David Fincher’s English-language adaptation of The Girl with the Dragon Tattoo was actually a pretty good film. It wasn’t perfect, but featured some trademark Fincher direction and a superb performance by then newcomer Rooney Mara (not to mention a stellar score by Messieurs Trent Reznor and Atticus Ross). However despite the artistic strengths of that film, the production of it was quite expensive and with films of that nature – adult-oriented drama – not typically raking in lots of money at the box office, it was a risky move that didn’t quite pay off and the film ended up being considered a flop by Sony Pictures (it actually made a total of $232 million off a $90 million budget, but less than half of that came from the US where the studio had been banking on a massive turnout).
At the time of production there were high hopes of all three books in author Stieg Larsson’s series being turned into a film, as they were in the original Swedish feature film adaptations by Niels Arden Oplev. However after the less than stellar financial performance of Fincher’s version, it seemed as if those plans were put on hold and the franchise potentially abandoned completely.
Only it seems this is not the case as Variety is reporting that we could be seeing a sequel to the film after all. Except it’s not the sequel that everyone would be expecting. Whereas the Girl with the Dragon Tattoo was followed by The Girl Who Played with Fire and The Girl Who Kicked the Hornet’s Nest in Larsson’s trilogy, the book they are looking to adapt as a sequel here is The Girl in the Spider’s Web. This fourth book was actually written by David Lagercrantz, who took over for the series after the original novel’s author Stieg Larsson died in 2004.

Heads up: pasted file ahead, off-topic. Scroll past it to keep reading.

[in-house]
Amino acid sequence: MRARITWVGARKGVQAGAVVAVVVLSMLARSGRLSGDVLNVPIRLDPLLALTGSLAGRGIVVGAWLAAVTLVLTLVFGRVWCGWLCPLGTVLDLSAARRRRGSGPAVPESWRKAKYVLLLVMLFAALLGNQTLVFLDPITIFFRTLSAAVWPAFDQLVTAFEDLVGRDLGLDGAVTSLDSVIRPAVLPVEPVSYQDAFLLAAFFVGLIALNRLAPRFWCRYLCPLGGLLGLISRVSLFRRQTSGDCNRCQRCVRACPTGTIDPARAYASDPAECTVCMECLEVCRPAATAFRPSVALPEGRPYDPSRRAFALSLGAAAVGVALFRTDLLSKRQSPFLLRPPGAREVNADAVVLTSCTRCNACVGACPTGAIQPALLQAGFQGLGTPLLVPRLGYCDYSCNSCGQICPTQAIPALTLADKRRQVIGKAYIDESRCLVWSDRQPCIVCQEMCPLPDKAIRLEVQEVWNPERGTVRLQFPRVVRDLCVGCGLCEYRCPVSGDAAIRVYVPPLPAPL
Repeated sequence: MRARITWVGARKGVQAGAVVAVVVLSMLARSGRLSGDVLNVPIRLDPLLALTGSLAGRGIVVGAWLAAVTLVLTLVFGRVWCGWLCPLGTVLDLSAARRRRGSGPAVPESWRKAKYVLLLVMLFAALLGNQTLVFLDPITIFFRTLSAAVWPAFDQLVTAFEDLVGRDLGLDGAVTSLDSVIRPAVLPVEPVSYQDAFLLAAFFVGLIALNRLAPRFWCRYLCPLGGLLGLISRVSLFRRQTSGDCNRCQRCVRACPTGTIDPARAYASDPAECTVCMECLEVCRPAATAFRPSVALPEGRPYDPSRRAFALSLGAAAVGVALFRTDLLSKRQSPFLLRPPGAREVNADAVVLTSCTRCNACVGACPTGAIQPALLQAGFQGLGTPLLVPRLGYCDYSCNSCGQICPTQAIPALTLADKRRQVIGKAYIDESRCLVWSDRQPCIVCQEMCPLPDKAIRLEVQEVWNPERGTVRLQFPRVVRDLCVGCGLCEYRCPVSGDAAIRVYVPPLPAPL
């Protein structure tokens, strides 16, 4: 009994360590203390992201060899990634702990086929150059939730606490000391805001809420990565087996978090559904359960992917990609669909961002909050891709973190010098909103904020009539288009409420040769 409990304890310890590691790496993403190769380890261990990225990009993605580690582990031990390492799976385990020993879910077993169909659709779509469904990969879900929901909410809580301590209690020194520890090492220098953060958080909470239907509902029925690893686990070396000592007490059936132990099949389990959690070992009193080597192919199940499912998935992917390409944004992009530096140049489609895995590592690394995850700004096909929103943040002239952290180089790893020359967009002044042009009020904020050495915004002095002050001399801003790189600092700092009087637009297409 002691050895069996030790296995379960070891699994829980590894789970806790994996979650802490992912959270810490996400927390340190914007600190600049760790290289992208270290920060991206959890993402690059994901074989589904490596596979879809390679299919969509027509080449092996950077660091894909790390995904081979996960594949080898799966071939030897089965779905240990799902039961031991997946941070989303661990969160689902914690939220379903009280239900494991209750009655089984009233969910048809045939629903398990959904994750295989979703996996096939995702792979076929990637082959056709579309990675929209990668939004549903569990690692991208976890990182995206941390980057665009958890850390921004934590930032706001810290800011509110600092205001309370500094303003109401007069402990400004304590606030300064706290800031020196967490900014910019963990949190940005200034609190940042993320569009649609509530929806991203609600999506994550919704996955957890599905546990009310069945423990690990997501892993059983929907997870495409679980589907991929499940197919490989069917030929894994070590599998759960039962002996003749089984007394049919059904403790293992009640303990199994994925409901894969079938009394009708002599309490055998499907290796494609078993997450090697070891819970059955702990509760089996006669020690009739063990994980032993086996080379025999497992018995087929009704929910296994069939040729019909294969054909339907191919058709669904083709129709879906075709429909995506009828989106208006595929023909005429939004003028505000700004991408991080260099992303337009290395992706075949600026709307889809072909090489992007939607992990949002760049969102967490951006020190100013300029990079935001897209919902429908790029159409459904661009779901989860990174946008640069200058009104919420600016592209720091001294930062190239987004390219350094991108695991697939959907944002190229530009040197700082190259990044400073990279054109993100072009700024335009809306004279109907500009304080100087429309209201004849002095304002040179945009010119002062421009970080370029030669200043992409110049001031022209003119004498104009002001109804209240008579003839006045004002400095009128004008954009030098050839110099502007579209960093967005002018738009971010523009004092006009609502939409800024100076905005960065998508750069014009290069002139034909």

It’s an interesting decision, but it appears the producers may be trying to distance themselves from that first film. While its still unclear whether Rooney Mara will reprise her role in this one or not – one of the contentious issues on the first film was Fincher insisting on her while Sony wanted somebody else – they are going for a complete change in director. This time they are looking to secure Fede Alvarez, who recently directed the brilliant Don’t Breathe which was a huge success for Sony. He was also the man behind the surprisingly good recent Evil Dead remake, so he knows how to play with another filmmaker’s toys.
While I’m a Fincher fan, I think this is a smart move by the studio. Not only has Alvarez shown he knows how to direct a solid, gritty film that suits the tone of the novels, but he is also likely to work on a tighter budget (Don’t Breathe and Evil Dead only cost a respective $9 million and $17 million to make) which bodes well for the future profitability of the series.
Eastern Promises and Locke’s Steven Knight has already penned the script with Scott Rudin, Amy Pascal, Elizabeth Cantillon, Eli Bush and Yellow Bird’s Ole Søndberg and Søren Stærmose on board to produce.
Last Updated: November 4, 2016